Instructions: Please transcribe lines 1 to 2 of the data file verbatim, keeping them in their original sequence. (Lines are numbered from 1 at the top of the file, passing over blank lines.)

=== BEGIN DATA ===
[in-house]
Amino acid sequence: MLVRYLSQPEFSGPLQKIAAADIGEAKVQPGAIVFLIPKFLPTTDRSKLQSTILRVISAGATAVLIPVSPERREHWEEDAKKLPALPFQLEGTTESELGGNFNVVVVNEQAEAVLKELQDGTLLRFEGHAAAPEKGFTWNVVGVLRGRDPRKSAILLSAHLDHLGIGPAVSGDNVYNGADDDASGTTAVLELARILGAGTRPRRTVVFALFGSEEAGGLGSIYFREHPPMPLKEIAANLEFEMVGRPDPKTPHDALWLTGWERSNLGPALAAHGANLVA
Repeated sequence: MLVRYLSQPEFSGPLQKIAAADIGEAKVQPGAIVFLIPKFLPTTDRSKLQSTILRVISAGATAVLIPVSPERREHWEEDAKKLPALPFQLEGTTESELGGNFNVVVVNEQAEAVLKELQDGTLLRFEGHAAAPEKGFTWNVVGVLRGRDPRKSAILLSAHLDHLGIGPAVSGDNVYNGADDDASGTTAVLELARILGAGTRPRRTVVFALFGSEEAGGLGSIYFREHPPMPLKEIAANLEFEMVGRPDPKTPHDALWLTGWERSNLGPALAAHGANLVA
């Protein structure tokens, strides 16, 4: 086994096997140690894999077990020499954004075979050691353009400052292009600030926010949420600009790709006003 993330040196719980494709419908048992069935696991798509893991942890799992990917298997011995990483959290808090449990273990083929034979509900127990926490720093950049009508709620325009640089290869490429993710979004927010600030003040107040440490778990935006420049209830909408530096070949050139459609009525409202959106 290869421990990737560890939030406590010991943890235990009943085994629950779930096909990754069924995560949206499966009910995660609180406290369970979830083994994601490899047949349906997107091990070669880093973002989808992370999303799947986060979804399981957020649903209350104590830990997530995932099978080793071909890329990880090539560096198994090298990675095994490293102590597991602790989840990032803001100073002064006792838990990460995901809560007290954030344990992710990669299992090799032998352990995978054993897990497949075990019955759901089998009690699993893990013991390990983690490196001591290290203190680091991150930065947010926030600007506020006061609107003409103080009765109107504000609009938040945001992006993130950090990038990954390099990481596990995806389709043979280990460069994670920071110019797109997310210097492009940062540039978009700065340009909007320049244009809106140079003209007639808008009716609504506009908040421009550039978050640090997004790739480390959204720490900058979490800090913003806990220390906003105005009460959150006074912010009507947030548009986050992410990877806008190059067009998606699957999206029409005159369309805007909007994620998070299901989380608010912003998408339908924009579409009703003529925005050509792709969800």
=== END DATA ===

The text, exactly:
[in-house]
Amino acid sequence: MLVRYLSQPEFSGPLQKIAAADIGEAKVQPGAIVFLIPKFLPTTDRSKLQSTILRVISAGATAVLIPVSPERREHWEEDAKKLPALPFQLEGTTESELGGNFNVVVVNEQAEAVLKELQDGTLLRFEGHAAAPEKGFTWNVVGVLRGRDPRKSAILLSAHLDHLGIGPAVSGDNVYNGADDDASGTTAVLELARILGAGTRPRRTVVFALFGSEEAGGLGSIYFREHPPMPLKEIAANLEFEMVGRPDPKTPHDALWLTGWERSNLGPALAAHGANLVA